First let me start off by saying that I’ve been vegan for just over 20 years and up until a couple of years ago, had minimal issues with vitamin deficiencies. I’ve struggled with iron deficiency over the years but that’s about it. But about a year ago I started noticing some changes in my body. Things like increased heart rate while at rest, brain fog along with a lot of short term memory loss, feeling run down and hair thinning–particularly of my eyebrows.
Even though I intrinsically knew that I had a deficiency, I chose to ignore it, up until I went to a nutrition workshop where the presenter was speaking about some serious issues that could occur if the body’s needs for B12 were not met. After which, I immediately started taking a supplement and now have noticed a marked difference in the problems that I had been suffering prior to taking the vitamin.
For those of you that are vegan or may be deficient in B12 here are a few facts to help you understand the importance of including this vitamin in your diet:
Vitamin B12 is a nutrient that helps keep the body’s nerve and blood cells healthy and helps make DNA, the genetic material in all cells. It also helps prevent a type of anemia called megaloblastic anemia that makes people tired and weak.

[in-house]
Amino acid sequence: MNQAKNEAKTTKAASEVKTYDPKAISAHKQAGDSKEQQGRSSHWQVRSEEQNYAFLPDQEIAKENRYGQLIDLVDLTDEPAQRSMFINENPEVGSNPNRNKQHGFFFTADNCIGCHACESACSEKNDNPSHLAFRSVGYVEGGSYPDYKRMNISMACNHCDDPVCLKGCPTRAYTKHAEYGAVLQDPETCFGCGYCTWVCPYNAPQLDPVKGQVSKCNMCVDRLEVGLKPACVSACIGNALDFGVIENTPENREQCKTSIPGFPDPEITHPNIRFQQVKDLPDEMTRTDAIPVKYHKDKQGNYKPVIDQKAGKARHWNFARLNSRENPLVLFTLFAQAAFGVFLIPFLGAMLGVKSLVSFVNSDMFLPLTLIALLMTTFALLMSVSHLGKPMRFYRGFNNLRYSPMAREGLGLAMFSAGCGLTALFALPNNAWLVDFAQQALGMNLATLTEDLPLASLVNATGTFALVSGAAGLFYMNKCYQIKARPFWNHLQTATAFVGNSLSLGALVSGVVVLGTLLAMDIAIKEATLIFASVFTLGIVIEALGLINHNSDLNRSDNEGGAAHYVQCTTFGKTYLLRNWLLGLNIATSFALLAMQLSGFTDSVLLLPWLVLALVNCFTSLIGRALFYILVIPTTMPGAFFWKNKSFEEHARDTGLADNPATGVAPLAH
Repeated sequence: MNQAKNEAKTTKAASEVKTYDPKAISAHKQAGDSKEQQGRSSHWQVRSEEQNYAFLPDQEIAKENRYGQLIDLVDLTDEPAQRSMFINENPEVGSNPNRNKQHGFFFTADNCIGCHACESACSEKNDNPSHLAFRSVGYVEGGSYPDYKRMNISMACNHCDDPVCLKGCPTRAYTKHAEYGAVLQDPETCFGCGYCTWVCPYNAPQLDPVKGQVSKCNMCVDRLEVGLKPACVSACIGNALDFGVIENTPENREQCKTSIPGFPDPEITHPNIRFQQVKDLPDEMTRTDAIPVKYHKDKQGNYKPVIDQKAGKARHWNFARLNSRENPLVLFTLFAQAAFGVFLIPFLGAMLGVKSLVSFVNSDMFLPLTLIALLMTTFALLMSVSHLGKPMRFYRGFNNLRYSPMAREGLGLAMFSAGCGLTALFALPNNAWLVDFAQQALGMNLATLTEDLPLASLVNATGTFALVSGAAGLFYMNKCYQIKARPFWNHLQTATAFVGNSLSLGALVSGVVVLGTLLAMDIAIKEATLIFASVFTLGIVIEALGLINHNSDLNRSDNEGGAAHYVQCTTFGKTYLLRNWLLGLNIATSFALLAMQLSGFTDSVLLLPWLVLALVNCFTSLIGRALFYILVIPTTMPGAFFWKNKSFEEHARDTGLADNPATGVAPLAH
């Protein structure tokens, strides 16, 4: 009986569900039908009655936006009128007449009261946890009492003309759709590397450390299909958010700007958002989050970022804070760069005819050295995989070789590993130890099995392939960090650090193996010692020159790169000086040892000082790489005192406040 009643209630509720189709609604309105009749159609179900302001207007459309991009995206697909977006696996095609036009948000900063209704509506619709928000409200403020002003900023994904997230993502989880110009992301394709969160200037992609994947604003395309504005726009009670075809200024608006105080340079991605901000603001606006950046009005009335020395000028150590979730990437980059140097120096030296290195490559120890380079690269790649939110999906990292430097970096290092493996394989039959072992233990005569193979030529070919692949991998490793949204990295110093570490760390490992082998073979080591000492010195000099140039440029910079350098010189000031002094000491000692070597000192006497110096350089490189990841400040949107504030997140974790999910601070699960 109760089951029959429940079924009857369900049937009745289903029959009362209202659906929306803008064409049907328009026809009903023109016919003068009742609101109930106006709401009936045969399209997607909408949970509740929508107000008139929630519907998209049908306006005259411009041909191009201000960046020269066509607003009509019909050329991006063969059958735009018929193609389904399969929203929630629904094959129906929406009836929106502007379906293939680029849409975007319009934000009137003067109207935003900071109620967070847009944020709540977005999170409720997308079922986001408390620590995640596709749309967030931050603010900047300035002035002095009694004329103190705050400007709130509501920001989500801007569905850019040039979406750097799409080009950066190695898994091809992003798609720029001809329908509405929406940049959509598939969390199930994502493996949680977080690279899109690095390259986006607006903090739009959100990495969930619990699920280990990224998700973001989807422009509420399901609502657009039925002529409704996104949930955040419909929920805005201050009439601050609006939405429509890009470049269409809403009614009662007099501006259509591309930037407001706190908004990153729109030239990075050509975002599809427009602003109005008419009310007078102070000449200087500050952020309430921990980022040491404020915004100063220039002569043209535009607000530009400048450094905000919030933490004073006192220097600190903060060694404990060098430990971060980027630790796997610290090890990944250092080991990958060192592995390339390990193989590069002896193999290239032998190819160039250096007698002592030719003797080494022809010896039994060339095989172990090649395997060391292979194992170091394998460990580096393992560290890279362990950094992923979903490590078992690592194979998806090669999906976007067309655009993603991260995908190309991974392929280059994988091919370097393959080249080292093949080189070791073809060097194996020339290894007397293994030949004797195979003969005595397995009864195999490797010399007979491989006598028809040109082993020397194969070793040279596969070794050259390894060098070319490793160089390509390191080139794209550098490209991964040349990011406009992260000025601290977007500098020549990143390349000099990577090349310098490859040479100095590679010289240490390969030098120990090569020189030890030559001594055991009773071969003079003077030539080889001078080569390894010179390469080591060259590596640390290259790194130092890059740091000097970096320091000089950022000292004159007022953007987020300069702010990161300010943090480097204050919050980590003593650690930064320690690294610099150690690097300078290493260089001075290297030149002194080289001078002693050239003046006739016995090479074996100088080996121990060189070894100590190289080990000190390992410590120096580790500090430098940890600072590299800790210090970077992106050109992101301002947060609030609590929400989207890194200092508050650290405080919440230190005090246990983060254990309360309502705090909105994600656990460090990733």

A B12 deficiency is thought to be one of the leading nutrient deficiencies in the world.
It benefits your mood, energy level, memory, heart, skin, hair, digestion and more. Vitamin B12 is also an essential vitamin for addressing multiple metabolic functions — including enzyme production, DNA synthesis and hormonal balance — and maintaining healthy nervous and cardiovascular systems.
Because of its wide-reaching roles within the body, a vitamin B12 deficiency can show up in many different negative symptoms, many of which are very noticeable, such as potential chronic fatigue, mood disorders like depression and chronic stress or feeling run down, such as I did.
For many vegans or vegetarians, ensuring you’re getting enough B12 in your diet can be a difficult task as most of the foods that are rich in this vitamin are animal-based like liver, kidney, clams, eggs, sardines, tuna, trout or cheese. However fortified foods such as nut milks and some cereals often contain B12 and may work well for vegetarians or vegans, as they are synthetically made and not derived from animal sources.
Although not commonly recommended as part of a healthy diet, fortified cereals can be a good source of B vitamins, especially B12. Food fortification is the process of adding nutrients that are not originally in the food.
The bottom line is that vitamin B12 is a key nutrient that your body needs for many essential functions.
It can be found in large amounts in animal products, fortified foods and dietary supplements. Some of the richest sources are liver, beef, sardines, clams and dairy products.
Whether you want to increase your vitamin stores or prevent deficiency, eating these foods or taking a supplement may considerably improve your overall health as it did for me.